Source and depositional processes of coarse-grained limestone event beds in Frasnian slope deposits (Kostomłoty-Mogiłki quarry, Holy Cross Mountains, Poland)
The Kostomłoty-Mogiłki succession is situated in the Kostomłoty transitional zone between the shallow-water Kielce stromatoporoid-coral platform and the deeper Łysogóry basin. In the Kostomłoty-Mogiłki quarry, the upper part of the Szydłówek Beds and Kostomłoty Beds are exposed. The Middle-Upper Frasnian Kostomłoty Beds are composed of shales, micritic and nodular limestones with abundant intercalations of detrital limestones. The dark shales and the micritic and nodular limestones record background sedimentation. The interbedded laminated and detrital limestones reflect high-energy deposition (= event beds). These event beds comprise laminated calcisiltites, fine-grained calcarenites, coarse-grained grain-supported calcirudites fabrics, and matrix-supported calcirudites. The material of these event beds was supplied by both erosion of the carbonate-platform margin and cannibalistic erosion of penecontemporaneous detrital limestones building the slope of this platform. Storms and the tectonic activity were likely the main causes of erosion. Combined and gravity flows were the transporting mechanisms involved in the reworking and redeposition.
In sections exposing Frasnian limestones at five outcrops in the Holy Cross Mountains, five lithofacies (L1 to L5) that represent upper slope to basinal environments are identified. These lithofacies are characterised by dark-coloured micritic limestones-marly shale couplets with many light-coloured intercalations of fine- to coarse-grained limestones (= event beds). This lithofacies pattern characterises mostly low-energy domains punctuated by storm episodes. In addition, these upper-slope to basinal lithofacies are arranged into small-scale, coarsening-upward beds and cycles. The cycles are locally composed of fining/thinning-upward beds. The small-scale cycles have a calculated duration of 19 to 42 kyr. The differential thickness of beds and cycles within and between sections was probably caused by differential subsidence and local tectonics. Possible evidence of tectonic activity is also related to a difference in number of cycles recorded in the time-equivalent sections. The recognised cyclicity shows sea-level fluctuations and a few deepening episodes. Some of them are correlated with the Timan global eustatic events. However, local tectonics and episodic subsidence may have played a significant role in recording brief deepening pulses. Thus, low-amplitude sea-level changes were major factors in platform generation and evolution in the Frasnian of the Holy Cross Mountains modified by local, block-related subsidence.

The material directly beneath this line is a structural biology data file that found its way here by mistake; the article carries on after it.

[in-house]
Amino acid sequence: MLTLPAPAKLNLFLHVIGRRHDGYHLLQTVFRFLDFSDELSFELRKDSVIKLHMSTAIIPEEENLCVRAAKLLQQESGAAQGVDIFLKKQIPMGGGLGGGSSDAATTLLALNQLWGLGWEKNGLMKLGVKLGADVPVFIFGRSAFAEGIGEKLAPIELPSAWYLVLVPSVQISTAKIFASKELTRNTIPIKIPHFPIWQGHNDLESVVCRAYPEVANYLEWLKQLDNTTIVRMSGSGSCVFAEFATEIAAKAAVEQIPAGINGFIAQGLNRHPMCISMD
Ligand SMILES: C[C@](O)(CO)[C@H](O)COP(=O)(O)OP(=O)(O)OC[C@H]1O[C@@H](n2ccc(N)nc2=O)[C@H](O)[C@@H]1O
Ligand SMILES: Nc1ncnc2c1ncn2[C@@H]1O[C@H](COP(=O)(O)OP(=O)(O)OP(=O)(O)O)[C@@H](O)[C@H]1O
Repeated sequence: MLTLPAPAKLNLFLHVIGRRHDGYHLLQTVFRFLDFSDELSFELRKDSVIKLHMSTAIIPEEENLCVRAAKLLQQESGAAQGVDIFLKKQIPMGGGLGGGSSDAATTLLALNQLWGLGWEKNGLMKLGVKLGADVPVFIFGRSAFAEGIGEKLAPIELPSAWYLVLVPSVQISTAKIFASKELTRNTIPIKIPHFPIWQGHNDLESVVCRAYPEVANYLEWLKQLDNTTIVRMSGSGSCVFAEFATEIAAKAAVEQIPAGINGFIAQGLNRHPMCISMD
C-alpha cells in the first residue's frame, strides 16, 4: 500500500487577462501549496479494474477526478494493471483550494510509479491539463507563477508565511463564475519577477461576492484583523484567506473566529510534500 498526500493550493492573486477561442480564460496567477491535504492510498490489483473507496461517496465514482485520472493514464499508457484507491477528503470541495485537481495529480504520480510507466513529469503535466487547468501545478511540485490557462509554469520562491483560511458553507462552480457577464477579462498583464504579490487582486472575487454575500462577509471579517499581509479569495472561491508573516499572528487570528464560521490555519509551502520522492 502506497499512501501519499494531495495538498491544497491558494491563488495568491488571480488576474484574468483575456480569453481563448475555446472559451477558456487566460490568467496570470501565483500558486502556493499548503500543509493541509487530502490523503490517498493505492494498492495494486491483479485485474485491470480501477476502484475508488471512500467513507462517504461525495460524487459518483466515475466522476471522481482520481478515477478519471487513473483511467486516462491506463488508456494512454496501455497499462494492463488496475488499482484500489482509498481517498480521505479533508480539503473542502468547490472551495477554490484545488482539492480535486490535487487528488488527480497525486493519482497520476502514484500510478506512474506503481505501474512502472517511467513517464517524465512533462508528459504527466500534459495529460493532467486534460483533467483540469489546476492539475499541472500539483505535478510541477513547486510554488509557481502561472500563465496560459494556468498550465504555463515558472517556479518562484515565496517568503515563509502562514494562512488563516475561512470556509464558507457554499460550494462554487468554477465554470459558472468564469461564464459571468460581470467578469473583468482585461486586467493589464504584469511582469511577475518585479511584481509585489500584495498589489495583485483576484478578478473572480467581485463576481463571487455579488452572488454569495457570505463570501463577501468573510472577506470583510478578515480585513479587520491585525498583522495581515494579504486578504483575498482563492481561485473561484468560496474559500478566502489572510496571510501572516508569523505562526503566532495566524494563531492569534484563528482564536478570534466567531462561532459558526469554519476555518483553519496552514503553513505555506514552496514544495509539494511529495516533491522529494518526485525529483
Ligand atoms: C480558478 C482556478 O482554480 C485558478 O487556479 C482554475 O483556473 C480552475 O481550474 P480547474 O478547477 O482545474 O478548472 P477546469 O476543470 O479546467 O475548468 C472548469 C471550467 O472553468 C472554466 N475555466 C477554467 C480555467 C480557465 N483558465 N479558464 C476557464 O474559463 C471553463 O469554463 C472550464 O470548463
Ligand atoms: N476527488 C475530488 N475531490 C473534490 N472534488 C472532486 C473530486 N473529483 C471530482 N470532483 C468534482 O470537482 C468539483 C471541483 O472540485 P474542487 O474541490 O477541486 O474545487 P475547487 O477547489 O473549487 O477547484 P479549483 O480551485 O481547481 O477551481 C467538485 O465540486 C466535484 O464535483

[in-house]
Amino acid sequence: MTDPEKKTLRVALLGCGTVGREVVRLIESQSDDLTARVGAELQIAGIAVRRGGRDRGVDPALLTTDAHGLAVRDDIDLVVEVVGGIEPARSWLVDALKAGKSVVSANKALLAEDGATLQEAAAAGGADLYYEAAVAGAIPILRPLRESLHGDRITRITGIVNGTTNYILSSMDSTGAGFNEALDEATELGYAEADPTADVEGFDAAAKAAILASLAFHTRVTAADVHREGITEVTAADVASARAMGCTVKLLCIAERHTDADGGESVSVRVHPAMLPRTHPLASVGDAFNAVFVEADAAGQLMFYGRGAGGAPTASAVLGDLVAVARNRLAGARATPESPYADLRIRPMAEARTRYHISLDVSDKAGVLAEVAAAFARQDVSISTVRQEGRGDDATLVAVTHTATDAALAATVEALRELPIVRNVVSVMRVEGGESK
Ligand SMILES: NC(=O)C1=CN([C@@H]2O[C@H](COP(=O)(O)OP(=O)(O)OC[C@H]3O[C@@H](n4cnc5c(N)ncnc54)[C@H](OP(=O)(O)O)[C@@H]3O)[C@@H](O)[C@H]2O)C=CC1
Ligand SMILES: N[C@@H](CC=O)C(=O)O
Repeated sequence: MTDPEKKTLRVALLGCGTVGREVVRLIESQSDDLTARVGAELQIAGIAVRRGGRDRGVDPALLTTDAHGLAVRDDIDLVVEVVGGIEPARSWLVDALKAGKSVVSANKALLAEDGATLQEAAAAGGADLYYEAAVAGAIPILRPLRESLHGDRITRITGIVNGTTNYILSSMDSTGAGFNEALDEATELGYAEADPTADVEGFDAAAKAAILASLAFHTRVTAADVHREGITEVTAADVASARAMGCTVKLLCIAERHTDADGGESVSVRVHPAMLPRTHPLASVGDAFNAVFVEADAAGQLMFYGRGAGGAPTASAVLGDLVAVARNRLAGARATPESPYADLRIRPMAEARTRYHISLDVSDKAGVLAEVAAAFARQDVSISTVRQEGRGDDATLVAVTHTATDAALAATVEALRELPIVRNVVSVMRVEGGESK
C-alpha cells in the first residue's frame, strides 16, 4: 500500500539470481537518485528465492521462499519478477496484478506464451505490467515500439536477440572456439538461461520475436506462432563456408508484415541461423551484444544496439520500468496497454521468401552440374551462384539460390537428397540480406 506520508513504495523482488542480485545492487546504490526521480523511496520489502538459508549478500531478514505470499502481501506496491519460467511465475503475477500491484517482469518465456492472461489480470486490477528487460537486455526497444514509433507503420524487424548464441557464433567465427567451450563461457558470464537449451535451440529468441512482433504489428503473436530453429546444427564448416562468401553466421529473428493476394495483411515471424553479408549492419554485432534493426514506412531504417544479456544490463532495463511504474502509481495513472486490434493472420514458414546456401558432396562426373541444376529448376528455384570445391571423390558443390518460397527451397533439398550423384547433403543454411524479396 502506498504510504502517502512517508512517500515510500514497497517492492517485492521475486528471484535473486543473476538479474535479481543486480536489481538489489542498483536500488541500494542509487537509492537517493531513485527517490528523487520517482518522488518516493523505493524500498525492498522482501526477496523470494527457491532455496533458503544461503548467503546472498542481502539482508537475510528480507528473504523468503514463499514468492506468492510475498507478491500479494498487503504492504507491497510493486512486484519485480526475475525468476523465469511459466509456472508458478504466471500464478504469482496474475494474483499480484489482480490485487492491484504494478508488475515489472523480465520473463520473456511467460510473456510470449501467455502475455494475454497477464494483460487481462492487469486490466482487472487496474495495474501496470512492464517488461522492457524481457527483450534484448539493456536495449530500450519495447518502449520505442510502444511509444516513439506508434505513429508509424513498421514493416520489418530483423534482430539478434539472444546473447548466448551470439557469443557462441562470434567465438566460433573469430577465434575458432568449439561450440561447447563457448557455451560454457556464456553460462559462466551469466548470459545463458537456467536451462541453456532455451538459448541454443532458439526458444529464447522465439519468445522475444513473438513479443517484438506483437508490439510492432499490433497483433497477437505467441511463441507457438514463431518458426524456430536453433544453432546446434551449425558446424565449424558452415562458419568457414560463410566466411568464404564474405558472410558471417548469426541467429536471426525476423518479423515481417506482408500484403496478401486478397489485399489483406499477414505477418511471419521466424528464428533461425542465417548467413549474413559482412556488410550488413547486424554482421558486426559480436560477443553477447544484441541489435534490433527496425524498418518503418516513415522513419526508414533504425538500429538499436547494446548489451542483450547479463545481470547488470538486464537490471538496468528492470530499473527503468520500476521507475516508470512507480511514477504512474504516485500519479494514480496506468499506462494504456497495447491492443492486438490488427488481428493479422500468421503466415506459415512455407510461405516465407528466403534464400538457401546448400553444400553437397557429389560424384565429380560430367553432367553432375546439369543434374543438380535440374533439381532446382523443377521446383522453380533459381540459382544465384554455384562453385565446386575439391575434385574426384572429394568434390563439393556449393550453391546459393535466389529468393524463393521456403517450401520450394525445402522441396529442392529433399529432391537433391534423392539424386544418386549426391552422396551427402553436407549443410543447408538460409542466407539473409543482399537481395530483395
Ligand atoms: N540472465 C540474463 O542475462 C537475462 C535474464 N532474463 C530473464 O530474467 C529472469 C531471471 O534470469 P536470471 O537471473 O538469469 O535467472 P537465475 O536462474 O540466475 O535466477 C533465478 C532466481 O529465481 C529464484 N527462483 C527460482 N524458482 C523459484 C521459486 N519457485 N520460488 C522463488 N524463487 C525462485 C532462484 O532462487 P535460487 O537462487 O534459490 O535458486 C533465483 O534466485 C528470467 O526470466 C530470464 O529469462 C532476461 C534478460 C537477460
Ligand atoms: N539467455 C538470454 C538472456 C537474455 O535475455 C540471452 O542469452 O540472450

Late Devonian coarse-grained carbonate deposits in the Holy Cross Mountains were studied for possible storm depositional systems and catastrophic tsunami events, as it must be assumed that the investigated area was strongly affected by tropical hurricanes generated in the open ocean North of Gondwana. This assumption appears consistent with diagnostic features of carbonate tempestites at several places in the Holy Cross Mountains. Sedimentary structures and textures that indicate so are, among other evidence, erosional bases with sole marks, graded units, intra- and bioclasts, different laminations and burrowing at the tops of tempestite layers.
It has been suggested before that a tsunami occurred during the Late Devonian, but the Laurussian shelf had an extensional regime at the time, which excludes intensive seismic activity. The shelf environment also excluded the generation of tsunami waves because the depth was too shallow. Additionally, the Holy Cross Mountains region was surrounded in the Devonian by shallow-marine and stable elevated areas: the Nida Platform, the Opatkowice Platform and the Cracow Platform to the South, and the elevated Lublin-Lviv area to the NE. Thus, tsunami energy should have been absorbed by these regions if tsunamites would have occurred.